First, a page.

### Rotating Terrains using Functions

Friday, March 07th, 2008 | Author: Nikita

A while ago, someone asked me how to rotate heightfields. Not even every terrain editor offers an option to rotate a heightfield 90°, which could be easily implemented. TG2 doesn’t provide this functionality either, let alone rotation by an arbitrary angle. Only 180° rotation is possible – by setting both Flip options.

Using the following method, you will be able to rotate heightfields by an angle in the range (-90°, 90°). That is excluding -90° and 90°. Rotations by 90° and multiples should be performed in an external editor.

#### Idea und Implementation

The idea is as follows: We can not assign a certain point to a new position just like that, but we can calculate the theoretical position after rotation and try to move the point there. Unfortunately, you can’t really do this in TG2. Which is why we’ll take a different approach.

In the illustrations on the right the z and x axes are plotted as well as a grey square. Those drawings show what we want to do. In addition, there is a screenshot of the node network below, showing the implementation of the rotation in detail.

**Step 1:** The higher the z value of a point, the further it has to be moved along the x vector. To achieve this, we use Displacement (Lateral Only), which we restrict to the x vector using the Redirect shader. Thanks to *Get Position in Geometry*, the axis is being displaced, too*.*

The alpha (α) angle is the angle by which we rotate the shader. The method to calculate the right factor for displacement from Alpha will be explained below.

**Step 2:** The higher the x value, the more displacement along the *negative* z vector. Instead of inverting the scalar, you can set the Multiplier in the Displacement Shader to -1, this saves a Shader and thus render time.

Voilà: We rotated our Shader!

#### Factor and Implementation Details

The higher the z value of a point, the further it is moved along the x vector. The question now is: If z is, say 1m – do we move that point by 1m too? That depends on the angle by which we rotate, if it’s greater then ratio of z and the Displacement Strength is greater too. That ratio is exactly the tangent of our angle Alpha. (Explanations for tangent etc. can be found at Wikipedia)

Luckily, TG2 is already equipped with the tangent function. However, it doesn’t take values in degrees but in radian, instead. It is: 180°=π(pi) rad. As I want to enter the Alpha scalar in degrees, I have to convert the degree value by division by 180°/π. (You could also multiply by π/ 180°)

All we have to do now is multiply the z and x values by the above calculated ratio, push them through a Displacement Shader and hook them up to a Redirect Shader. A single Redirect Shader is enough.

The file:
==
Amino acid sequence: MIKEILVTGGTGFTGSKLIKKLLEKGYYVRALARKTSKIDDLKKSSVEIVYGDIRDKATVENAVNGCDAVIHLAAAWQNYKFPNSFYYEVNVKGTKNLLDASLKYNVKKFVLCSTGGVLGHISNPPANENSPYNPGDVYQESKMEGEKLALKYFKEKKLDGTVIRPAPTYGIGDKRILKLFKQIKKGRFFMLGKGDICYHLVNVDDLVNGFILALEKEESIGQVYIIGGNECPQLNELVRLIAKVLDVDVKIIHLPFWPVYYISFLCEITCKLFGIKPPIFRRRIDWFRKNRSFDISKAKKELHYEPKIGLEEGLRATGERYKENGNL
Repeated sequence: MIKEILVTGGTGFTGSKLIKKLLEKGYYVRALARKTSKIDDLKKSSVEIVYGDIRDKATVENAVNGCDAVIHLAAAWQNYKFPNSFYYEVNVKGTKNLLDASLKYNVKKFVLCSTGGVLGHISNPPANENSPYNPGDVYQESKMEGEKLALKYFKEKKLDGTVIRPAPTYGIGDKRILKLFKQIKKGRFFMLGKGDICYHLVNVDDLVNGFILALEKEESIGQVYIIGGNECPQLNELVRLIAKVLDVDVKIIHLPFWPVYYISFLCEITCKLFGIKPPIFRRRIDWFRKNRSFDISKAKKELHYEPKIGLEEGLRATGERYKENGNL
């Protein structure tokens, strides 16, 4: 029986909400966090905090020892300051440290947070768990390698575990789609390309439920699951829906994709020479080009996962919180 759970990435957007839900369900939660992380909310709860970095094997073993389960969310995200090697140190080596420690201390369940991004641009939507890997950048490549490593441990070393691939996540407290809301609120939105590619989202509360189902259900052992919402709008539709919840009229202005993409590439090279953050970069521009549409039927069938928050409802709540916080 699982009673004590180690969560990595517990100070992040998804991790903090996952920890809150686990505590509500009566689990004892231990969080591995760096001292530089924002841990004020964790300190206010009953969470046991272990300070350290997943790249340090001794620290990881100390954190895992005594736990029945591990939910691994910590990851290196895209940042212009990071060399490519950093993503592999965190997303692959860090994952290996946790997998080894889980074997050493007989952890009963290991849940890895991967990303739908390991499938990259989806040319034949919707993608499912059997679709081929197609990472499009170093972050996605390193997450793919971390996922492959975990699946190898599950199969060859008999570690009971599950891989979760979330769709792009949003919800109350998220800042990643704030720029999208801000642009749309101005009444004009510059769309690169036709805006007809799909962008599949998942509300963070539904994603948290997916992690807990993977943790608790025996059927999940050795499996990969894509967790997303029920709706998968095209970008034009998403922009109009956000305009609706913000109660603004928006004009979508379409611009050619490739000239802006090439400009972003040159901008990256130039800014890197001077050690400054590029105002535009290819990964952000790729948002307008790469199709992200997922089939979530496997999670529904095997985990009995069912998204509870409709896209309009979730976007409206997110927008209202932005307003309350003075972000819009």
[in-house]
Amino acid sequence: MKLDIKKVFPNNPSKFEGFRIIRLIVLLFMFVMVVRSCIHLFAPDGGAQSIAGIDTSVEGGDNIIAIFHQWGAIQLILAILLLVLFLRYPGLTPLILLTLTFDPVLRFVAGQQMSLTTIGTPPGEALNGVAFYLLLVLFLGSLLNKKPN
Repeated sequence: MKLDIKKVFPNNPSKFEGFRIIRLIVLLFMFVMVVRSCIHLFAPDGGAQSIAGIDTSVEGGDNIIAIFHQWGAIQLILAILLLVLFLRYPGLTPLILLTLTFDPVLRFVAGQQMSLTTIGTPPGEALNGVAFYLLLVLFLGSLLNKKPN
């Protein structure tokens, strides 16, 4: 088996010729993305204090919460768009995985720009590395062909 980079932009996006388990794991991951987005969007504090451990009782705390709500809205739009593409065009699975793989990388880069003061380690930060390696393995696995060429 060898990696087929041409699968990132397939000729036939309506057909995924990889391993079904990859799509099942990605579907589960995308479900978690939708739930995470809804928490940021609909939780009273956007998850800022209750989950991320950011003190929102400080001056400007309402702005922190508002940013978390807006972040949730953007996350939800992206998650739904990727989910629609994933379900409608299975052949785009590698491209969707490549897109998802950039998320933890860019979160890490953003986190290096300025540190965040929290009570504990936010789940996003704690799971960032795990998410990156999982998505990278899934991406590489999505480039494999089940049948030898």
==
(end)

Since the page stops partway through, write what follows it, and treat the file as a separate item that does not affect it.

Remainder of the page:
#### Application and Side Effects** **

The method described is working quite well. The following images show (from left to right): The terrain without any rotation, the terrain rotated by 0°, 45°, -45°. Camera, sun and terrain scale have been adjusted each time for comparability.

There’s no visible difference between rotation by 0° and disabled rotation. The terrain doesn’t change using angles of ±45° either. Slight differences in the look of the surface are caused by the shaders used for Fractal Breakup, which were not rotated.

This is what a rotation by 45° looks like in the preview:

It’s easy to see that the heightfield is much wider now. By the factor *1/cos(α)* wider. You can use a Heightfield-Resize-Operator to scale the width and length of the heightfield down to *original width · cos(α)*. You have to calculate this manually, Google’s built-in calculator will help you with that. Heightfield-Resize also resizes height – in order to undo this, we multiply the height by *1/cos(α)* using Adjust Vertical or the Height-Multiplier in the Heightfield Shader.

That procedure gets more important as the angles get larger. However, values of 70° or higher will cause heavy side effects like strong darkening of the terrain and other by-products of extreme displacement. Therefore, when trying to rotate by large angles you should rotate in 90° steps in an external program beforehand.

**Clip File and Usage**

The clip file can be downloaded here. The screen shot on the right shows how to integrate it with your network.

That’s it! I hope I explained this method clearly.

Comments and critique are welcome, as always.

I just noticed that this only works for displacement, not for shaders in general. I corrected the article accordingly.